The Senate has passed historic immigration legislation offering the hope of American citizenship to millions, while promising a military-style surge to secure the border.
The vote was 68-32, far more than the majority needed to send the measure to the House. Prospects there are not nearly as good and many conservatives are opposed.
Vice President Joe Biden presided, and senators cast their votes from their desks, both steps reserved for momentous votes.
The bill, a priority for President Barack Obama, would amount to the most sweeping changes in decades to the nation's immigration laws.
Prospects in th e House of Representatives are not so bright because many House conservatives oppose the path to citizenship for people here illegally. That provision is at the heart of the Senate bill.
House Republicans say they have no intention of voting on the Senate bill. They're creating their own. They're under pressure from Hispanic groups who want to see comprehensive immigration reform.
"Pass immigration reform now! We don't want more small pieces," said Gustavo Torres, Casa de Maryland.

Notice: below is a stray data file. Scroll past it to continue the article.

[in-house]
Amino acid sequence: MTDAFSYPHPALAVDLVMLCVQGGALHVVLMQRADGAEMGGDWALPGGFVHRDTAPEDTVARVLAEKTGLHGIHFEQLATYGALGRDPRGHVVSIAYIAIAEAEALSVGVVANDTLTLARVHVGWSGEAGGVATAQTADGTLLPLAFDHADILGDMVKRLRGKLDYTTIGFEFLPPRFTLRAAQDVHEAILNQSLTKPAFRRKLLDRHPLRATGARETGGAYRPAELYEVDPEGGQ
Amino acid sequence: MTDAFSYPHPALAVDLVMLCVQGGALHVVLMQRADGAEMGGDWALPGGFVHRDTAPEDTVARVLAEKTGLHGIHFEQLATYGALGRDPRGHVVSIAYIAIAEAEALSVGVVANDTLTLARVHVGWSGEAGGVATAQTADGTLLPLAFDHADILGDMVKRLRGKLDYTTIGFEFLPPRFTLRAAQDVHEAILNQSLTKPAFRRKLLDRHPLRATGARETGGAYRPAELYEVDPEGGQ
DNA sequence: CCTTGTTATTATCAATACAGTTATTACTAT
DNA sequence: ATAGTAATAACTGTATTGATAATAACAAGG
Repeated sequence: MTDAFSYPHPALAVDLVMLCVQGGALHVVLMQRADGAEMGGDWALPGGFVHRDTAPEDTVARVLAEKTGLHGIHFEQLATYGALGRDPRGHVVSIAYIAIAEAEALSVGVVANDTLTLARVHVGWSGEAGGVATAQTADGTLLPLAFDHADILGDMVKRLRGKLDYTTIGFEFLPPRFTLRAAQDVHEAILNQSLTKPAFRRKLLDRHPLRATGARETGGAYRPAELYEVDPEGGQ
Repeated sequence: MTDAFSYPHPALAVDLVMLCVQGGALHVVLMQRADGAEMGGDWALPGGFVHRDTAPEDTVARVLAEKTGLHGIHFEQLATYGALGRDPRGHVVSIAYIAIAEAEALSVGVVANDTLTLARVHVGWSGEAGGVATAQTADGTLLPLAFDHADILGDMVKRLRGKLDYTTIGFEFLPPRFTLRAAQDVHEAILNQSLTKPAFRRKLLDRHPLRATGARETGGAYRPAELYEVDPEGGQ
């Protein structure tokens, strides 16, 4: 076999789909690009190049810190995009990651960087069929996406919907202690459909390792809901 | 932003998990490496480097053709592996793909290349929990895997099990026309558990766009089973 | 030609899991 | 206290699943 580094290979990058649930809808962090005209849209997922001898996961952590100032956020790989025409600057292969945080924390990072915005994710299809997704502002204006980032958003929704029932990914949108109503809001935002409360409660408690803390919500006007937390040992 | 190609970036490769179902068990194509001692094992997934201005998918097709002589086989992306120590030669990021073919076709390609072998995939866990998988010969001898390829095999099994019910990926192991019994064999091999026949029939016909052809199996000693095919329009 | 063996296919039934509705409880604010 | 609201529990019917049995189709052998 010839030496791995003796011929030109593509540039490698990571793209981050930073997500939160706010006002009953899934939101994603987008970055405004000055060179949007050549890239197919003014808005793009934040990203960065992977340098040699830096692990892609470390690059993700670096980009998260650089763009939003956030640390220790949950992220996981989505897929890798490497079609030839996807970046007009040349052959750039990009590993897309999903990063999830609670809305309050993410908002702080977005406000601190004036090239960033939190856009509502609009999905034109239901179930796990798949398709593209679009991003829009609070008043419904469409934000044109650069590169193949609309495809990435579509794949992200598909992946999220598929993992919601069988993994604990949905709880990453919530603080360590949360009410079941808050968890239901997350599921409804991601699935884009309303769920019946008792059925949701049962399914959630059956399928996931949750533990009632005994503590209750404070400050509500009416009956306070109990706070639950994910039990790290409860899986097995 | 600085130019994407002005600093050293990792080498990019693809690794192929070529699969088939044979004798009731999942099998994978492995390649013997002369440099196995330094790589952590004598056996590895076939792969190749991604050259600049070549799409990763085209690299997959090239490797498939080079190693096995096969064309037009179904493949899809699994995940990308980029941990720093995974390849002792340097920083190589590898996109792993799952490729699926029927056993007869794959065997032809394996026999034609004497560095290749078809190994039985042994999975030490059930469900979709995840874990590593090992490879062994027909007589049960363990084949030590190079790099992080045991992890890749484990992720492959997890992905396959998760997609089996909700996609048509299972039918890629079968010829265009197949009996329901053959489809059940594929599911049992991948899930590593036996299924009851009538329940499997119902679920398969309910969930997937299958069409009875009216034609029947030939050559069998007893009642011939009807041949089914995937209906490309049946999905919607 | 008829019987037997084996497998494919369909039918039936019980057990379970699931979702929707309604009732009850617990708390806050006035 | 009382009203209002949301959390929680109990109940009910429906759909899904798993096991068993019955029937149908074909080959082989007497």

The congressional Hispanic caucus makes its push Thursday afternoon. They want to see the Senate's plan become law. That includes doubling the number of officers and fencing at the border, plus more security - like drones, along with full employer verification before any of the nation's 11 million undocumented residents get a green card.
"This is about making the underline bill work," said Sen. Rob Portman (R-OH).
"We all met in the middle because we believed in this bill," said Sen. Chuck Schumer (D-NY).
But in the House, Speaker John Boehner says they won't even vote on the Senate's version. House Republicans want security first, before any path to citizenship. But that could take years.
"These people will be here and the best thing we can do is bring them out of the shadows," said Sen. Jeff Flake (R-AZ).
Thursday's hearing will focus on keeping people from crossing the border illegally. The upgrades that the Senate is considering are expected to cost upwards of $46 billion - $40 billion more than lawmakers originally planned.